coolest moment was when I got to meet Jim Nantz, who is a broadcasting legend. He covers NFL games for CBS and is a UH alum himself. The Friday before the Final Four, I somehow ran into him and I got the chance to introduce myself. He told me he had read some of my work, which just left me in awe. I was stunned. The entire trip was such a unique experience as I got to spend nine days in Indianapolis.
Overall, my journalism journey has been extraordinary. I am set to graduate this May and I am interested to see where my life goes and the opportunities that will arise. As I reflect on covering UH sports for The Daily Cougar, I realize it has given me so many opportunities. It has allowed me to meet professionals and reporters that work for the Houston Chronicle, The Athletic, ESPN and CBS. I have written countless stories on UH players, my favorites being Fabian White who I did a feature on for his rehab through an ACL injury, and when I interviewed Nate Hinton last November shortly after he signed with the Dallas Mavericks.
Reflecting on YES Prep
I want to be able to serve as an example that there is no limit to what you can do, regardless of where you come from.
YES Prep was an interesting time for me. Spending seven years at Southeast has taught me plenty of valuable lessons. It is a place I will never forget because it put me in a position to be able to graduate from college early. Throughout my years at Southeast, alumni always stopped by. It makes me reflect on that encounter with Jim Nantz. He was so humble and welcoming. Knowing he was also a UH alumni who also wrote for The Daily Cougar during his time there, I want to be able to do that for YES Prep students and serve as an example that there is no limit to what you can do, regardless of where you come from. I was once in their shoes, and I can do something as cool as covering a Final Four.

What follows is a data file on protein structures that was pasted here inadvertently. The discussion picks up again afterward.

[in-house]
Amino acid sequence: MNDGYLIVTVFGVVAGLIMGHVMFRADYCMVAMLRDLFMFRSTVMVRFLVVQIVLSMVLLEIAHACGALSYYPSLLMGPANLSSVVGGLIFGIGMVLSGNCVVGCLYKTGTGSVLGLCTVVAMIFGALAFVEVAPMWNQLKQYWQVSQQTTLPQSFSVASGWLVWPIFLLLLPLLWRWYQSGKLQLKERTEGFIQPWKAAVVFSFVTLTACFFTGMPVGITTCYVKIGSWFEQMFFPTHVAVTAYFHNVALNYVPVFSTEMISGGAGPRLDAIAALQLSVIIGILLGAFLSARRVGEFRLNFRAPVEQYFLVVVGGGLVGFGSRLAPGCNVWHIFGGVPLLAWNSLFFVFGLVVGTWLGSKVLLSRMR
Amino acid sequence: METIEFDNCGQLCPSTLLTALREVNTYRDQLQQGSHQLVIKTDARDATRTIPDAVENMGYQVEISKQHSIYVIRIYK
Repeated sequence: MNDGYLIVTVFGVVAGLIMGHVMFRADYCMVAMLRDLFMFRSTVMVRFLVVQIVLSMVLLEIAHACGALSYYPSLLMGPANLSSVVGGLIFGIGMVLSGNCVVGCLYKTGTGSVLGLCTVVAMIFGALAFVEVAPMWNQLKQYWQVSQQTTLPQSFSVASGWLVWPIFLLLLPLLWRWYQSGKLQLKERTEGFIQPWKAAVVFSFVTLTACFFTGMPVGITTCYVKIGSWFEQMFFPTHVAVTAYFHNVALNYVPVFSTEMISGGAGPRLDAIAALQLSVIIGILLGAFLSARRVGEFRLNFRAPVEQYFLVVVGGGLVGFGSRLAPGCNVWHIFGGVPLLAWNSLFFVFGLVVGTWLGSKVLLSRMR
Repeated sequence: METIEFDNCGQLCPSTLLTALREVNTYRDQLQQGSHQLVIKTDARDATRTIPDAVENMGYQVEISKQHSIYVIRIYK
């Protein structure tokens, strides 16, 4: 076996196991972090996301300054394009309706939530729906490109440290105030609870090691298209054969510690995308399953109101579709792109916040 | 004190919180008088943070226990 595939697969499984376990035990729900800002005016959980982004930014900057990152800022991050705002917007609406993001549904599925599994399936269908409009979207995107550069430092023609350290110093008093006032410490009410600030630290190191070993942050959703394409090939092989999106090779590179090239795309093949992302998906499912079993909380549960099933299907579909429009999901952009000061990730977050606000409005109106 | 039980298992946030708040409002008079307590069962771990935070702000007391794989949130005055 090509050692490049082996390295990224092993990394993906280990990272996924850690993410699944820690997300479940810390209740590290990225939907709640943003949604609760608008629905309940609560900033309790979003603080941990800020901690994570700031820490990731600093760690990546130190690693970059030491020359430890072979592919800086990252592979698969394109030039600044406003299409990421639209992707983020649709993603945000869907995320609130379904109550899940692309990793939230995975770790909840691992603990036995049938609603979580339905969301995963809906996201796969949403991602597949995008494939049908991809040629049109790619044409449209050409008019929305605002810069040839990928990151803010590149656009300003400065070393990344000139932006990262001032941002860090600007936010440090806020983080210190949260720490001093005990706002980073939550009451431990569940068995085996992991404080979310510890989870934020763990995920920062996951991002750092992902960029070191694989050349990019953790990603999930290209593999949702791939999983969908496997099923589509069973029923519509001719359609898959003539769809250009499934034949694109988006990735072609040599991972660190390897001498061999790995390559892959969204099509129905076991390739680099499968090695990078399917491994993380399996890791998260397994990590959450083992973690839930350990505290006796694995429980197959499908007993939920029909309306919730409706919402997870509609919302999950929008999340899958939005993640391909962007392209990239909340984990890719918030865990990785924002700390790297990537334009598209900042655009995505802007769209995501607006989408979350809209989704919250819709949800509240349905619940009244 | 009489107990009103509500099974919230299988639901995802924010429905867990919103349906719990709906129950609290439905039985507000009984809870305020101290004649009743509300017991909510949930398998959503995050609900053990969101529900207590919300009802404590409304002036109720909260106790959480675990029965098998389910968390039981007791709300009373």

My best advice for students is to control what you can control, find out what you like, figure out what you need to do to get there and then work hard to get it. A lot of times you can be your own biggest obstacle.